The Pack A.D.: The Power Of Positive Negativity

The Pack A.D. transforms a bad year into a great new album

There’s a relentlessly brooding power and bruised melodicism emanating from the Pack A.D.’s sixth full-length, Positive Thinking (Cadence), that belies the album’s cheery self-help title. Drummer Maya Miller admits that she and guitarist Becky Black intended a certain irony in the album’s nomenclature.

“Oh yeah, it’s totally facetious,” says Miller with a laugh. “I’m not going into details, but each of us had our own things going on. It wasn’t the easiest album—not because the ideas weren’t there but because the overall enthusiasm was a little on the wane. We worked harder than ever because we had to get past things that were going on, and we thought it would be nice to think positive. It’s facetiously hopeful, which pretty much sums up our band.”

The Vancouver duo’s hard work included four recording sessions over a year-and-a-half span. Black and Miller decided not to re-up with Nettwerk, their label for 2014’s Do Not Engage, and hadn’t yet negotiated with Cadence, which expressed interest when they left Mint Records after 2011’s Unpersons. Subsequently, they created Positive Thinking without real or imagined label expectations.

“We had no idea who we were going to put this out with,” says Miller. “It was very freeing to be back in that position.”

The lengthy gestation and repeat sessions were new for the Pack A.D., and the result was a dozen tracks that clearly reflect the pair’s rejuvenated perspective.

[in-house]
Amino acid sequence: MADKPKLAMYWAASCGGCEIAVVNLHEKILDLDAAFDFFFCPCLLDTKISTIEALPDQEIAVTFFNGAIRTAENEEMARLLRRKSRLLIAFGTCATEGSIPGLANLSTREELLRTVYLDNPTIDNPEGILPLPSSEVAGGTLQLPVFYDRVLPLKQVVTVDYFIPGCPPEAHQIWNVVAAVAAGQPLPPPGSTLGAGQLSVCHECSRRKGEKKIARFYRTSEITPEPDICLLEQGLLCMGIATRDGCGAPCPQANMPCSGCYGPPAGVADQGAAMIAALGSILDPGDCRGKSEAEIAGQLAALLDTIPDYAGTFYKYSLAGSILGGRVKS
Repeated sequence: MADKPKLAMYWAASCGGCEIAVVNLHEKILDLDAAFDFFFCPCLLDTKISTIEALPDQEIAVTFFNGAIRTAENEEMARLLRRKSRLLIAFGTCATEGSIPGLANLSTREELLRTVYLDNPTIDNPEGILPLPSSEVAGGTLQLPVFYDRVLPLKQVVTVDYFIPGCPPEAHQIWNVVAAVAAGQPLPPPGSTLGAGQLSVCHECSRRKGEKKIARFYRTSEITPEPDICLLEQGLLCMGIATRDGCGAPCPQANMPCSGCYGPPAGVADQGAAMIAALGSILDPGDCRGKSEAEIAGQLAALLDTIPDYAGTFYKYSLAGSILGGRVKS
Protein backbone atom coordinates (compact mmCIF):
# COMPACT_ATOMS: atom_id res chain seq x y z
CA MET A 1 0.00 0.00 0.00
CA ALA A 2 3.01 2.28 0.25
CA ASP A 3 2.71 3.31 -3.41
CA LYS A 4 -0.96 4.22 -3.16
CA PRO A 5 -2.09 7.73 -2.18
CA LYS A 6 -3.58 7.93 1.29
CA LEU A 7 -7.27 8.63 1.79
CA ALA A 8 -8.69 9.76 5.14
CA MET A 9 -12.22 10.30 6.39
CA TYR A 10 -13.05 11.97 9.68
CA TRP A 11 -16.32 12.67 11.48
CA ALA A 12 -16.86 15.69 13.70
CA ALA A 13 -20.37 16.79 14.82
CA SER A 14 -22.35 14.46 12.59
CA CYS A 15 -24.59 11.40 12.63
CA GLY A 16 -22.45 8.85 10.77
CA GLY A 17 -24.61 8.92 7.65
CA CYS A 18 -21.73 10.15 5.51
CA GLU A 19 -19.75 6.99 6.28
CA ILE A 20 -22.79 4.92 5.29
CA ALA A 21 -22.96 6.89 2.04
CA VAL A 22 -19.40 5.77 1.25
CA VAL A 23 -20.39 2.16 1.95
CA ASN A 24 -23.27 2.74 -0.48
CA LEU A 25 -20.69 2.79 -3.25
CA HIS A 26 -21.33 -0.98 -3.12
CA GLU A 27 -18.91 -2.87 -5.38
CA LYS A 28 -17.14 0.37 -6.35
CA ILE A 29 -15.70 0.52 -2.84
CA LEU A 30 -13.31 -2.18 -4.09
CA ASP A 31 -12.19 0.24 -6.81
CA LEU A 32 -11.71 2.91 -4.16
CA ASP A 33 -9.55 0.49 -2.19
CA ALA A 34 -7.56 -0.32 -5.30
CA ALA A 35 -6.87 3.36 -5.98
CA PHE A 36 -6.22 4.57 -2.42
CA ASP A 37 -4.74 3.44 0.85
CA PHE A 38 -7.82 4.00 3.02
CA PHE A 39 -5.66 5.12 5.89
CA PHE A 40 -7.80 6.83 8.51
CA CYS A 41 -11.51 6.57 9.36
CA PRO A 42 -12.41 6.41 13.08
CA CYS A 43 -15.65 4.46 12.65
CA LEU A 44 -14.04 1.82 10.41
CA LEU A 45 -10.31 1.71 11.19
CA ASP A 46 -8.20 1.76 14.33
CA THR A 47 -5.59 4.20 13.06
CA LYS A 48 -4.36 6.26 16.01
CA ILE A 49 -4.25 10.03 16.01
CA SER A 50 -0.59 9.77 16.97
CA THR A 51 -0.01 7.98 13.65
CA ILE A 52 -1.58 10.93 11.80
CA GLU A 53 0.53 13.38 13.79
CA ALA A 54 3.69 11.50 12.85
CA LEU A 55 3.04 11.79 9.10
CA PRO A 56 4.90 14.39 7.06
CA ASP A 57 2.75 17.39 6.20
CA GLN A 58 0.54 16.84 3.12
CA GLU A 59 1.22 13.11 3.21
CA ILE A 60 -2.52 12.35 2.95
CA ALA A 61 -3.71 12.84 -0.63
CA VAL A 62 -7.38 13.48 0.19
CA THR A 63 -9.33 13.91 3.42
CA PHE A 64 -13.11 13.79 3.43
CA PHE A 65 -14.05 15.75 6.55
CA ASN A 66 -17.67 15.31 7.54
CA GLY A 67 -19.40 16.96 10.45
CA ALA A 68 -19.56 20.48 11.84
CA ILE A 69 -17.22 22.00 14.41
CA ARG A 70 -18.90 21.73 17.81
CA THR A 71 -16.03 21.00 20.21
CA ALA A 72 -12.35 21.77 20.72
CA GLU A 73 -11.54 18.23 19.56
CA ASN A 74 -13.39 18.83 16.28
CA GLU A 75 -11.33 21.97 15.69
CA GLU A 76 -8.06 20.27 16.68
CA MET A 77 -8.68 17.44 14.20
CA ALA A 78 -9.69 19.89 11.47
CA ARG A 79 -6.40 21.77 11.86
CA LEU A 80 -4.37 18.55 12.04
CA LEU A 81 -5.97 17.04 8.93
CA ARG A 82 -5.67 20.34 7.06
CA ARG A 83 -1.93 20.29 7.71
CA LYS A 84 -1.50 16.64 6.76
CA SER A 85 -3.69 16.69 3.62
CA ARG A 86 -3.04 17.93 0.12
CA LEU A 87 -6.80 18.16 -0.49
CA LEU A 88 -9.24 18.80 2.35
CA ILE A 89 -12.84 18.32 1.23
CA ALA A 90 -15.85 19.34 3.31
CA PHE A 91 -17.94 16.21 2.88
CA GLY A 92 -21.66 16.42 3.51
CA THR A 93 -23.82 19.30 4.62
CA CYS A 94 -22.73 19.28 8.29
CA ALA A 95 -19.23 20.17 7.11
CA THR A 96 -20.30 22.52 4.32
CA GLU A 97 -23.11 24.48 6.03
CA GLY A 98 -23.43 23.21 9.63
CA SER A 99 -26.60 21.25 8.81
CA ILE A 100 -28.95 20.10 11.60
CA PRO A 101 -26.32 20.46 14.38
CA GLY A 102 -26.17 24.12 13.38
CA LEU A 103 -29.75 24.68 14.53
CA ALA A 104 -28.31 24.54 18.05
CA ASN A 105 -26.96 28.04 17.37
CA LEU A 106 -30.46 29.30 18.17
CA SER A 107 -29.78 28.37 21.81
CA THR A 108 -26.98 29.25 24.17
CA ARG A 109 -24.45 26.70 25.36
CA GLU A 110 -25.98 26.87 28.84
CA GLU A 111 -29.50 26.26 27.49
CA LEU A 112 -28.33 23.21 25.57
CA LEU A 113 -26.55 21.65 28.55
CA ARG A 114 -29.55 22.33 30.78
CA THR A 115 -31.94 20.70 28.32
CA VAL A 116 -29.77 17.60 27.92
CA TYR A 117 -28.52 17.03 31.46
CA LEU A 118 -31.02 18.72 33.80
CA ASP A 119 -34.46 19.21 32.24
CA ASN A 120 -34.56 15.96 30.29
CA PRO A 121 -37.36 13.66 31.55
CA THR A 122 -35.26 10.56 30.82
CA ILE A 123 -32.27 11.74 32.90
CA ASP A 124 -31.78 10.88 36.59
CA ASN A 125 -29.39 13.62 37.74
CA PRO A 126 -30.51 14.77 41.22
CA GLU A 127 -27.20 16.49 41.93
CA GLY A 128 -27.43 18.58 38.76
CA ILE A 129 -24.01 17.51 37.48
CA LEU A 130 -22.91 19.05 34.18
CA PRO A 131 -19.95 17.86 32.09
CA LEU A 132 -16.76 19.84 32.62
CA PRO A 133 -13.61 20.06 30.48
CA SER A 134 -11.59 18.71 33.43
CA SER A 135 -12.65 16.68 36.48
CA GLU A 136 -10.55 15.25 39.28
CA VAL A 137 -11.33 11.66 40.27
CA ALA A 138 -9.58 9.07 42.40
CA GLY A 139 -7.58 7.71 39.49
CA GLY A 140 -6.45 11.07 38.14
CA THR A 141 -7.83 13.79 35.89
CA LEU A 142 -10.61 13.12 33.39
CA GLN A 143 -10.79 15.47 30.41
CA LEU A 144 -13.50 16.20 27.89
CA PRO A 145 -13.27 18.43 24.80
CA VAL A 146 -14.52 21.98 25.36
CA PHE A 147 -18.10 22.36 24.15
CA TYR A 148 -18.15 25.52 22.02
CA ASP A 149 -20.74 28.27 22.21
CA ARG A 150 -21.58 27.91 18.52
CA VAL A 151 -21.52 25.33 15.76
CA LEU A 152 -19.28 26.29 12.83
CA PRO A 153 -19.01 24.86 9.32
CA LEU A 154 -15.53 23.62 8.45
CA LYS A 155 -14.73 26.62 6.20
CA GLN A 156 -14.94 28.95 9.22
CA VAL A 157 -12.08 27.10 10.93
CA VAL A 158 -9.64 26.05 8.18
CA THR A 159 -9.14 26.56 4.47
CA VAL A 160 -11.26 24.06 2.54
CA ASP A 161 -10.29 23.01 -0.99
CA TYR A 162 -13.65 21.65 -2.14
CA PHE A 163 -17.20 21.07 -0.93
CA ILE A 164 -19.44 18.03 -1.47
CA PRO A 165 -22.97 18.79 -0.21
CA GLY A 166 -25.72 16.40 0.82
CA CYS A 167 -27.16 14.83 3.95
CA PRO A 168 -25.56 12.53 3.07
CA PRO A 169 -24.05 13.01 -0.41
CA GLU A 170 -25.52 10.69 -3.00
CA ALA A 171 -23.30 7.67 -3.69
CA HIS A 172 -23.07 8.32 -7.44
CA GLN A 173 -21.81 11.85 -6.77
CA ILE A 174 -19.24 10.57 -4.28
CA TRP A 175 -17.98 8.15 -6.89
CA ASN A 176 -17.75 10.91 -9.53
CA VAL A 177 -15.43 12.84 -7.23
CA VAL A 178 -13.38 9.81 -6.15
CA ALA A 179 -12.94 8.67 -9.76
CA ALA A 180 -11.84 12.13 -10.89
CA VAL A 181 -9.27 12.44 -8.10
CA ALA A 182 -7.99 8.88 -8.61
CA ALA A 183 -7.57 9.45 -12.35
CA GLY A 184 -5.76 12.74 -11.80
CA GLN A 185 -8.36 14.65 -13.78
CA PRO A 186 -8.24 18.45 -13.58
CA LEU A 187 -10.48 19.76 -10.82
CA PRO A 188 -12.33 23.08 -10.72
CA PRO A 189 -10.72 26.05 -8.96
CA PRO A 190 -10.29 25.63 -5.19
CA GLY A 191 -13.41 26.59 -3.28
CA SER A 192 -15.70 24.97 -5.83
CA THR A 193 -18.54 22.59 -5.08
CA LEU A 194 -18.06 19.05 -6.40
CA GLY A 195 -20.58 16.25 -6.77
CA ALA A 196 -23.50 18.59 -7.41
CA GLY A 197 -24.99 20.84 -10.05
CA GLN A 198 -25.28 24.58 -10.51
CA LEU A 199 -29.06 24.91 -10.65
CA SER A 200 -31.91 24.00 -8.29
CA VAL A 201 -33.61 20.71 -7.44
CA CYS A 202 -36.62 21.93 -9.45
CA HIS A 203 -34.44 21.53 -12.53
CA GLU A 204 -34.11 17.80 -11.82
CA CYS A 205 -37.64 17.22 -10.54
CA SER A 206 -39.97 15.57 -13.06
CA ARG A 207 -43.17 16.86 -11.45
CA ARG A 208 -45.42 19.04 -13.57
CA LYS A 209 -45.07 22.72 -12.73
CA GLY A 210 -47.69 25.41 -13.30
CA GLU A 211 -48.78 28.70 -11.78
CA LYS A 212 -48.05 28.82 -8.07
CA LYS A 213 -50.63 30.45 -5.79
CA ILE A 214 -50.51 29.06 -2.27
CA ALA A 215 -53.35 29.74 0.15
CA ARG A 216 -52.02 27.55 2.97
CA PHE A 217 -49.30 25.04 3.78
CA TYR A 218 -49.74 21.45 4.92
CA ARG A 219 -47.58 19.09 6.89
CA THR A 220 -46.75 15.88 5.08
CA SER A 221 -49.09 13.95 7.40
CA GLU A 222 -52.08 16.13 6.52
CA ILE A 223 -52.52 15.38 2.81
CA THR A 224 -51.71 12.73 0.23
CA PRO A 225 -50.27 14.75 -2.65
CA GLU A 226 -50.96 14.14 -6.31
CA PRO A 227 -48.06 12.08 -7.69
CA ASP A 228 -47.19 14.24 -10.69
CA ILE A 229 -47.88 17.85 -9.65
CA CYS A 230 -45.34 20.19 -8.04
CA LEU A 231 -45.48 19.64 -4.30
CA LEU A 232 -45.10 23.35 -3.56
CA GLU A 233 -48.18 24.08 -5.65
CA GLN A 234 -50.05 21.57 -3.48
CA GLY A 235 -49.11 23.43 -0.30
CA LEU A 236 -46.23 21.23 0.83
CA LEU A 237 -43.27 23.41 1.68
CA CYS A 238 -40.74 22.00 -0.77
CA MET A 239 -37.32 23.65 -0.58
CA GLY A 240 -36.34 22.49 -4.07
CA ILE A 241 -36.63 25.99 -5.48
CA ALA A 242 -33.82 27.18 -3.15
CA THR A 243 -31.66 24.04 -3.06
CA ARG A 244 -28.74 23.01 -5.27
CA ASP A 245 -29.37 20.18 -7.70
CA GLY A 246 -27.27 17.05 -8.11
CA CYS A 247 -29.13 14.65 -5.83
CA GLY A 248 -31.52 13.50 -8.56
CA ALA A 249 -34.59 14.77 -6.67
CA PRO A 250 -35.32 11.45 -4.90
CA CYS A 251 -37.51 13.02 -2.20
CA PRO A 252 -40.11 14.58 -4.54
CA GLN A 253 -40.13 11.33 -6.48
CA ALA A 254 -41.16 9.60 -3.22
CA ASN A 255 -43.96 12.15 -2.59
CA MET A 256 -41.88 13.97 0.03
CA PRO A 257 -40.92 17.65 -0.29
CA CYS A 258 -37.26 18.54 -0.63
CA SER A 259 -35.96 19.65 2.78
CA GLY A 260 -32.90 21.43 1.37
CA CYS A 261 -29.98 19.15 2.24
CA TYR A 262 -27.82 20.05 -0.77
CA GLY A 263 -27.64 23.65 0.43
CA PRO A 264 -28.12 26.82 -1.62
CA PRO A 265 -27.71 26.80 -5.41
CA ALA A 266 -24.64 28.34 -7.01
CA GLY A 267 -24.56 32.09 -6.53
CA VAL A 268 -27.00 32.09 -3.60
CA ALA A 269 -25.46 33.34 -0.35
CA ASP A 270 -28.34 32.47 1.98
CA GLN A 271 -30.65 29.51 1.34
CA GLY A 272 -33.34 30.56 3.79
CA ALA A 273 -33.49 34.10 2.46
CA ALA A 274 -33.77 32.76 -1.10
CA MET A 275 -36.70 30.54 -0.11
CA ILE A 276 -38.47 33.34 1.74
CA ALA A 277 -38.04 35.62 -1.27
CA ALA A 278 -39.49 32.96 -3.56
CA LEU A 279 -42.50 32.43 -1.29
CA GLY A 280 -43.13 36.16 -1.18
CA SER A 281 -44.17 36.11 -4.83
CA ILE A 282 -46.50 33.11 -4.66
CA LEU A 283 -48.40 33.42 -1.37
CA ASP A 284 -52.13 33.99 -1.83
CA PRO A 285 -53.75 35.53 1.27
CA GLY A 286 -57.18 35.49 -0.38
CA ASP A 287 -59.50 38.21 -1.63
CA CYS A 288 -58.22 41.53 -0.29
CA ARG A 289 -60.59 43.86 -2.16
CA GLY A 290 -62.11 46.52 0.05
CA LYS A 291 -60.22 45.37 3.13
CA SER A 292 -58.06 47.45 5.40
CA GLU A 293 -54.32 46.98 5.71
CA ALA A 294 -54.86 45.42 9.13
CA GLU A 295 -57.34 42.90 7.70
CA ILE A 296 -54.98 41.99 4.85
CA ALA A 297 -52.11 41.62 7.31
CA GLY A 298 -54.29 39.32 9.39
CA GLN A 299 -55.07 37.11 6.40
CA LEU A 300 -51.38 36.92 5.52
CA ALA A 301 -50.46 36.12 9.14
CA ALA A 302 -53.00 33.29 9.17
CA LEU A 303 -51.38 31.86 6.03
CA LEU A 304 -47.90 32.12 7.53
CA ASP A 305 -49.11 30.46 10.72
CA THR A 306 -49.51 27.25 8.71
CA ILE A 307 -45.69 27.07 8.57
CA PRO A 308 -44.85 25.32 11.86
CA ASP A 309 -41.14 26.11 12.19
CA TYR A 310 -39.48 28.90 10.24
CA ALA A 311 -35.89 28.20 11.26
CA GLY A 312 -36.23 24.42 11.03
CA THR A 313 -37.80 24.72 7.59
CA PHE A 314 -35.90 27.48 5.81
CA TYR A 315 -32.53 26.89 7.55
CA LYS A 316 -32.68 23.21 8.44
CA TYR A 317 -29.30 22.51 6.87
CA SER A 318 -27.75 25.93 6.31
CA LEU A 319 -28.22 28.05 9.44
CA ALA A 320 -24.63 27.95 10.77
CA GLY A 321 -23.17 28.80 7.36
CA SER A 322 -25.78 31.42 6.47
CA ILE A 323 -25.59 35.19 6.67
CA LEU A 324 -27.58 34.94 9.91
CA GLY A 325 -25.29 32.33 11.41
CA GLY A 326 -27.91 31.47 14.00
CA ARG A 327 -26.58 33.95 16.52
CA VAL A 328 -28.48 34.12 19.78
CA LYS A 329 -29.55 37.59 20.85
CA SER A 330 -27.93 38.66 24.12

“We ended up recording 25 songs or something, then narrowed it down to the 12 on the album,” says Miller. “In the past, we wouldn’t even necessarily have lyrics ready when we went in to record, and this time we had everything ready to go. It was definitely a more thought-out experience.”

The Pack A.D. has always been foundationally blues based, with a detour into poppier territory on Do Not Engage. Over the past few albums, though, the band actively shifted toward psych rock, a major thread in the fabric of Positive Thinking.

“Becky’s a huge fan of ’60s and ’70s psych, which works well for us,” says Miller. “It’s a little more jammy, but on this album we brought back a blues stomper, ‘Los Angeles,’ that could have turned up on our second album, Funeral Mixtapes. We’re just still trying to play the dirty game of rock ’n’ roll.”

Rather than scouting studio space and spending time in transit, Black and Miller remained in Vancouver and invited longtime engineer Jesse Gander to produce. “Once we like someone, we’re loath to change,” she says.

As Miller notes, the prime motivation was to fashion music they could honestly and easily recreate onstage: “With two people, you can add bells and whistles and then decide, ‘Do we hire people to fulfill those things or do we do it differently live?’ You have choices when you add little things. Is this the album where we become the Black Keys? In some ways, it’s extremely freeing to be a two-piece, but you have so many choices, sometimes you’re stymied to pick one.”

With just three people involved in the studio, the atmosphere could have been a bit claustrophobic on Positive Thinking, but Miller insists that close quarters have always worked for the Pack A.D.

“There’s only two of us, so that’s a very comfortable place to be, that trapped-with-one-other-person feeling,” she says. “It’s good that we can talk and not talk and still have things to not talk about for hours.”

—Brian Baker